GOODs for GHANA is about a street away from my home. I pass by it every day on my commute from Tilburg to Leiden. Whenever the neighborhood has things to pawn off the G4G thrift shop is happy to take them in. While presumably most passers-by are indifferent about a Ghanaian flag flying among our own off-brand Swedish flags, the story of GOODs for GHANA is much more than meets the eye and goes back a storied seven years. On their Facebook page the two initiators Mrs. Dankers and Mrs. van ‘t Hullenaar, a mother and daughter, exclaim in fervently enthusiastic terms that their charitable NGO is a work of mutual collaboration between the Netherlands and Ghana which operates on monthly donations and the proceeds of their Tilburg-based shop. The two ladies are working to raise funds to assist Ghana’s Department of Social Welfare in helping orphans and special-needs children in Accra. Of course, simply visiting their shop does not provide you with such a comprehensive overview of their history and operations, so this blog serves as both an introduction to this little patch of Ghana in the Netherlands and as an archaeology of their digital footprint.
Inside G4G are numerous bags and pieces of cloth from Ghana, mixed in with the used goods. The previous tenant of the building the shop is in was a butcher which now provides the shop with an oven and plenty of room that is transformed into a social space for volunteers. Not only the shop itself is packed with goods, the two garages behind the building have been stuffed with things as well, all soon-to-be proceeds for the children of West-Africa. In the sparse amount of interviews G4G conducted with the local Stadsnieuws Mrs. van ‘t Hullenaar explains that her daughter, who has “lost her heart to and in Ghana” has a Ghanaian boyfriend, an adopted Ghanaian son and has been teaching at an elementary school she founded in Accra for the past 4 years. She mentions the importance of African self-reliance and thinking in long-term solutions rather than attempting to simply throw money at Ghana’s social issues.
A surprising discovery I made when researching G4G is their connection with the Forever Family NGO and by extension the United States. G4G is listed as a “mission” on Facebook and the title of this blog is the last sentence of their mission statement, in one of the articles from Stadsnieuws Mrs. Dankers also mentions teaching Ghanaian orphans English to mitigate the effects of a culture shock when these children are adopted by families from the US and a blog by a Christian family from America mentions adopting two children from Ghana with the help of (among others) G4G. This blog espouses a lot of evangelical Christian rhetoric along with a video which describes G4G’s compound in Ghana as a “more traditional home setting meant for transitions”. Judging by this fact it would appear that there is an entire alternate side to G4G’s coin that is impossible to discern by only examining their presence in the Netherlands.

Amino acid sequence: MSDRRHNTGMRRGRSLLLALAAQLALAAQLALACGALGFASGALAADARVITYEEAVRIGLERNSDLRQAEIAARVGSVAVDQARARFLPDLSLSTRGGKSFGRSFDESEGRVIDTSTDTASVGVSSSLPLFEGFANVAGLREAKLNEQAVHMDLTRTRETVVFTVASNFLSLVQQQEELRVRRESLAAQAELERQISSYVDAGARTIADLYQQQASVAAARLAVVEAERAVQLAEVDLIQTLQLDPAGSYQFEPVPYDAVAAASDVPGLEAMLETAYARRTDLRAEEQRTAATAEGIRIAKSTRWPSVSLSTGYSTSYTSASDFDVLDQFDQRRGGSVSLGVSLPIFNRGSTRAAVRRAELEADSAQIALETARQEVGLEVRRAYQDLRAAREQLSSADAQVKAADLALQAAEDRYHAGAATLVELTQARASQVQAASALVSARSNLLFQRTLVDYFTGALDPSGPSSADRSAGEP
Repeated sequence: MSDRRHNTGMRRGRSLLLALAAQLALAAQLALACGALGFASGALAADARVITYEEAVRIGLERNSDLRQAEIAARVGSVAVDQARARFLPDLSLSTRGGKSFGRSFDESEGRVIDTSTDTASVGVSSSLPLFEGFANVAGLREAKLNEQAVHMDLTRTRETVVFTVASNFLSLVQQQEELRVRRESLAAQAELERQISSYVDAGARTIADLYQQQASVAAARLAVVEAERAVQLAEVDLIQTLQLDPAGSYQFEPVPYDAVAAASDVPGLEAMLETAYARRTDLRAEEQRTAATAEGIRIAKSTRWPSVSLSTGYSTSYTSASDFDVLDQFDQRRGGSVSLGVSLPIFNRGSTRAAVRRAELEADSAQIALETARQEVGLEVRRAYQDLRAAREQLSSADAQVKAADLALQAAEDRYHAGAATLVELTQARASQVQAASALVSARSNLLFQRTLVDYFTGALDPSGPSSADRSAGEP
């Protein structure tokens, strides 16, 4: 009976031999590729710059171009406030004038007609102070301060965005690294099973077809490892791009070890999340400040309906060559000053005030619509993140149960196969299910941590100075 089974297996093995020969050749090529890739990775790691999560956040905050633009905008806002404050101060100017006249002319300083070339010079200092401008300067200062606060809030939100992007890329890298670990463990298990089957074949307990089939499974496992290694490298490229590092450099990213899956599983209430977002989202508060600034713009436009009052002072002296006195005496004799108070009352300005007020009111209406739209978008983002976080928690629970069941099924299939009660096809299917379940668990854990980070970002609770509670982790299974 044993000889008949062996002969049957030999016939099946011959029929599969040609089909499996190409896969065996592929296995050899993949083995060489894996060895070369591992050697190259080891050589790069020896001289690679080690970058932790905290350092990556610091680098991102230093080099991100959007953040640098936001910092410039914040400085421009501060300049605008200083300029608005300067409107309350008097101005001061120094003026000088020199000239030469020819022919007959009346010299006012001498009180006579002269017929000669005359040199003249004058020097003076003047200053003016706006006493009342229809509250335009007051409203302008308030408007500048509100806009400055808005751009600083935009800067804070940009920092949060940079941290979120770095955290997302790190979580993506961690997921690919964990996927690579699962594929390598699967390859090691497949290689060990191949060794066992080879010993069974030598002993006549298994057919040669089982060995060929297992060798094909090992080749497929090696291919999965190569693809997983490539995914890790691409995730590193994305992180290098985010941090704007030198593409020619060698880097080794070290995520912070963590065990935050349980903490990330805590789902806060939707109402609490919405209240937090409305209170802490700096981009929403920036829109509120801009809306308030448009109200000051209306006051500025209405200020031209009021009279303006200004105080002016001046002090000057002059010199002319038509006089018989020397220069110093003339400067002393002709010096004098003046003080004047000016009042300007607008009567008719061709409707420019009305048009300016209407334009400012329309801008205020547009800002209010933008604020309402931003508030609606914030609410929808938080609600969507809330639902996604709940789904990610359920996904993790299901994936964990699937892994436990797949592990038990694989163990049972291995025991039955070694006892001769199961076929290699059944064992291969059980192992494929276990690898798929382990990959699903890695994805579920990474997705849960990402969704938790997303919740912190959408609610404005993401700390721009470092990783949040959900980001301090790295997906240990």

That being said, an organization that connects two continents in such a way as G4G does is always bound to have a certain duality to it. On the one hand you have the shop in Tilburg with its own locality and on the other you have their outpost in Ghana, effectively a means and an end. Over the past seven years G4G has expanded from a small-time charity project to include a school, a guesthouse and an orphanage in West Africa from earnings primarily generated through self-reliance. Their rejection of aloof monetarism is, in my opinion, very admirable. Projects like G4G contribute in a positive way to Africa and Europe by encouraging direct cooperation and bypassing the typical business conglomerates that are more interested in increasing their own influence than in helping Africa develop itself.